1. A 12-year-old app developer
Most 12-year-olds love playing videogames — Thomas Suarez taught himself how to create them. After developing iPhone apps like “Bustin Jeiber,” a whack-a-mole game, he is now using his skills to help other kids become developers.

2. You don’t need an app for that
While the rest of the world is updating statuses and playing games on smartphones, Africa is developing useful SMS-based solutions to everyday needs, says journalist Toby Shapshak. In this eye-opening talk, Shapshak explores the frontiers of mobile invention in Africa as he asks us to reconsider our preconceived notions of innovation.

3. The shape-shifting future of the mobile phone
Fabian Hemmert demos one future of the mobile phone — a shape-shifting and weight-shifting handset that “displays” information nonvisually, offering a delightfully intuitive way to communicate.

4. Cool tricks your phone can do
New York Times tech columnist David Pogue rounds up some handy cell phone tools and services that can boost your productivity and lower your bills (and your blood pressure).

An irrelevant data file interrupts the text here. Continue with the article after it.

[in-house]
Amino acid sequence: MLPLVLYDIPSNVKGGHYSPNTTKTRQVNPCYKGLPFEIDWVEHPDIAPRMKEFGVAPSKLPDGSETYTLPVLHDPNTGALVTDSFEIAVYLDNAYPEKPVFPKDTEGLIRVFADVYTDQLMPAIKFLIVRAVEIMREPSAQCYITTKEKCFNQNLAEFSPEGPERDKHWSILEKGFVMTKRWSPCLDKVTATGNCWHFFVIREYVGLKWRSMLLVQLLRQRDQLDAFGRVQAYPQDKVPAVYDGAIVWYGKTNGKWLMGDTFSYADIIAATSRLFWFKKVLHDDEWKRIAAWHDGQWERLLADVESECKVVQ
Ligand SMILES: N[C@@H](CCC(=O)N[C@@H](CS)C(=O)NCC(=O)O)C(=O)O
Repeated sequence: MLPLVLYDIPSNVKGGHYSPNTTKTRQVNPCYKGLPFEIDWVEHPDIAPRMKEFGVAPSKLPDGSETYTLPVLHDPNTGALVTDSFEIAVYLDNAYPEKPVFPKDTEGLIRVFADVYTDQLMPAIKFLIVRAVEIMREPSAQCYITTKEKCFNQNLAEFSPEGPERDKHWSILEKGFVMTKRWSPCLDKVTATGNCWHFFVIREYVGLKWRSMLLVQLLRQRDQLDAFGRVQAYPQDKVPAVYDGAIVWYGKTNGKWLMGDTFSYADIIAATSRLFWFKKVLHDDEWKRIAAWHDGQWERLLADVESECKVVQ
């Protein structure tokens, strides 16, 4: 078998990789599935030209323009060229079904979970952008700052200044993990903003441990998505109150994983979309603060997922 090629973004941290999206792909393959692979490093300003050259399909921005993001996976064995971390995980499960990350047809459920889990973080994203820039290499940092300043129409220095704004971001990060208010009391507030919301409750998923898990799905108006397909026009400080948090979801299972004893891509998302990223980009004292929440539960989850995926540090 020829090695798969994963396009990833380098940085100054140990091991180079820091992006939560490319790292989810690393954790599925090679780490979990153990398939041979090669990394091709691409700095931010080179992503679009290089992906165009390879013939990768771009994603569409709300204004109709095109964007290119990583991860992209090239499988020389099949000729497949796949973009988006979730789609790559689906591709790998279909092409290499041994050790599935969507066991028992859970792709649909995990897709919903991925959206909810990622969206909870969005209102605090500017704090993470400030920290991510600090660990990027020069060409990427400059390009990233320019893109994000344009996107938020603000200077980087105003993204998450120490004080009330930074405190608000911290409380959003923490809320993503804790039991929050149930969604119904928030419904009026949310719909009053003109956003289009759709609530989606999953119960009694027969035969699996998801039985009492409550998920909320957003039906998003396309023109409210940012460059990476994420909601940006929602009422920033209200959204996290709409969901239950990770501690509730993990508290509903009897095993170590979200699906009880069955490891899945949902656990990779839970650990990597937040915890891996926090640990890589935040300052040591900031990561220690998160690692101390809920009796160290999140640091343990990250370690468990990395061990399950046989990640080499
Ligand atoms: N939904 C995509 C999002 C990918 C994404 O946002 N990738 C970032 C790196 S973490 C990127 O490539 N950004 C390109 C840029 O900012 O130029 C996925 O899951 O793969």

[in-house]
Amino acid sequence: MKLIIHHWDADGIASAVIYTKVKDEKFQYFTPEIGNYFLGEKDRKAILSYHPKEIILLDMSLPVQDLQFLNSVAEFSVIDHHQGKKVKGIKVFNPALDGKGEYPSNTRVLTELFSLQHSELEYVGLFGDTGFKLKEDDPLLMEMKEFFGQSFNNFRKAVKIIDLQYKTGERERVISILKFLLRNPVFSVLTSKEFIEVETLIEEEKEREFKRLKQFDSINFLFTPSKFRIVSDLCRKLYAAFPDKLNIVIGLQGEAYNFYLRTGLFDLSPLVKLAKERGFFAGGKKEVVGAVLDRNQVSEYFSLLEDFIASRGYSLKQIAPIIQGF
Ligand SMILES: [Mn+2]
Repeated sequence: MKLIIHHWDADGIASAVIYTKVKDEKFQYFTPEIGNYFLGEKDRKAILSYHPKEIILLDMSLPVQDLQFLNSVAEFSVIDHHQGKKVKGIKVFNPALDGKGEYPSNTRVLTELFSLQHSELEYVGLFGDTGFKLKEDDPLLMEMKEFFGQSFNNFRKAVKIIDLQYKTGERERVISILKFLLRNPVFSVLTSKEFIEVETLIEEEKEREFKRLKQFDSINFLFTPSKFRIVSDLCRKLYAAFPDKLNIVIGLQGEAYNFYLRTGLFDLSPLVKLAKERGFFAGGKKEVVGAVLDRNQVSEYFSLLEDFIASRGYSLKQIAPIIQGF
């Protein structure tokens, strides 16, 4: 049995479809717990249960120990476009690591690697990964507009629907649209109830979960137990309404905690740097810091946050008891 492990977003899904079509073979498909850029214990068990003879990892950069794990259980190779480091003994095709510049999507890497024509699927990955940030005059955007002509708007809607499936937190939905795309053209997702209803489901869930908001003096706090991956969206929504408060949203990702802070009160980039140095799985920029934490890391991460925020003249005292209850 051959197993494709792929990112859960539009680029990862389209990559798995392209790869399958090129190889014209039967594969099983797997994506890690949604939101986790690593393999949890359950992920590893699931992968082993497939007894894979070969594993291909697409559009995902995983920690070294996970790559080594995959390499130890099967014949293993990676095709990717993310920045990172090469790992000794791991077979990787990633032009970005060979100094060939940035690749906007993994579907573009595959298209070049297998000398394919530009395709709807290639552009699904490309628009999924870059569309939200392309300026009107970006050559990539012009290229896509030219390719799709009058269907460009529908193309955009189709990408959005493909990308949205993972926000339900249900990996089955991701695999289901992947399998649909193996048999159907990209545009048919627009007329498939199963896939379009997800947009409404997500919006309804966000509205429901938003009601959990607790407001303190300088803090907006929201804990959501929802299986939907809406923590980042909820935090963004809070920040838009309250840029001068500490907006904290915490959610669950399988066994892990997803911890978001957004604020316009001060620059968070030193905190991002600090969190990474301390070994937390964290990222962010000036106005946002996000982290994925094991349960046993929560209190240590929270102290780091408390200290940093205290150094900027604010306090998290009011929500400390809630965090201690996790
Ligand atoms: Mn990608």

5. Our antisocial phone tricks
Here’s one that only gets better with age–if only to prove we’ve been antisocial with our phones going back to the dawn of iPhones. If you can share three minutes for this short talk, social strategist Renny Gleeson breaks down the many ways we often put technology above interaction in the present. Try and watch the whole thing without glancing at your phone. It’s hard!

6. The anthropology of mobile phones
This one’s a few years old at this point, but Nokia researcher Jan Chipchase’s look at the psychology and anthropology of cell phones, and the way their use transcends cultural borders, is a fascinating look at technology and the human condition.

7. Your phone company is watching
What kind of data is your cell phone company collecting? Malte Spitz wasn’t too worried when he asked his operator in Germany to share information stored about him. Multiple unanswered requests and a lawsuit later, Spitz received 35,830 lines of code — a detailed, nearly minute-by-minute account of half a year of his life.